In signing up for Electronics for the Rest of Us, we hoped to gain some experience with the process of coding and electronic design, and were not disappointed. The iterative grind of coding, banging our heads against the screen until that one final break-through occurred, was largely as we expected, but we were pleasantly surprised by the cascade of progress that always followed. We now have some basic knowledge about defining variables, the setup and loop segments of the code, and the use of serial monitor feedback. We also understand some basics of wiring and breadboard work. With these tools, we now have the exciting ability to conceive, design, and construct a useful machine.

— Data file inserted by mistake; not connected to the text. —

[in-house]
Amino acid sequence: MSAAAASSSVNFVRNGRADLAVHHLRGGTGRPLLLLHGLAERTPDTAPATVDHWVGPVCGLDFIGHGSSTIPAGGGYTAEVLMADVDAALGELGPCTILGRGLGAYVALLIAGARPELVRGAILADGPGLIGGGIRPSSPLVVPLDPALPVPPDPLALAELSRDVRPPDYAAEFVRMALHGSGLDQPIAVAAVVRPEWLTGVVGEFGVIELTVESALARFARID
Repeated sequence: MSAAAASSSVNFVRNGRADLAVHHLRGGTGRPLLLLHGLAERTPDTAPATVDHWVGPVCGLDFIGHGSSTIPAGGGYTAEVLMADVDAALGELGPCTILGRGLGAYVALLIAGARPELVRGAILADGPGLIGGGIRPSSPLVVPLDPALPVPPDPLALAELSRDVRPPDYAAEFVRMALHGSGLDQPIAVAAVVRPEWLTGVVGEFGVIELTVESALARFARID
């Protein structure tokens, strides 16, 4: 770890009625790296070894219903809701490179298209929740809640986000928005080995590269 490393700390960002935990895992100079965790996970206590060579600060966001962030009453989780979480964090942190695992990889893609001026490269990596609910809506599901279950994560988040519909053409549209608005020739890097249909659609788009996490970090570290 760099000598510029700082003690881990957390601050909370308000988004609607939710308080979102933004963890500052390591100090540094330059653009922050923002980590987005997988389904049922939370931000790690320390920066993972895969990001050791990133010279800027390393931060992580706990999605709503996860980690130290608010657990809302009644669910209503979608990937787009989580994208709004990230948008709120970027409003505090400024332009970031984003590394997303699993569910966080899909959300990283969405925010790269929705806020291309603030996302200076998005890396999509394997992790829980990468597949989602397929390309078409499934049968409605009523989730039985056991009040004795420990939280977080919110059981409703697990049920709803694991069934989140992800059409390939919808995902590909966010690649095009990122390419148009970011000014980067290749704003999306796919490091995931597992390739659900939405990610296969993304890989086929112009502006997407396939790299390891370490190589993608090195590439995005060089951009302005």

We also learned a good deal about this process in itself. For example, we learned that it is extremely useful to have a firm concept of the final product in mind before and during construction. That way, our work remains directed, cohesive, and motivated, and problems could be solved in their context of reaching an ultimate goal. Furthermore, we gained useful experience with the additive nature of code work. We first worked on small elements of our final machine individually – blink, LED thermometer etc. When assimilating these smaller segments into our final machine, we could draw directly from the code we had already written. Not only did we now have the knowledge to overcome the coding obstacles we had faced, but we had a record of our work that ensured we would not have to encounter those obstacles again. This showed us the benefits of maintaining a portfolio when working in the field of programming or working professionally with code.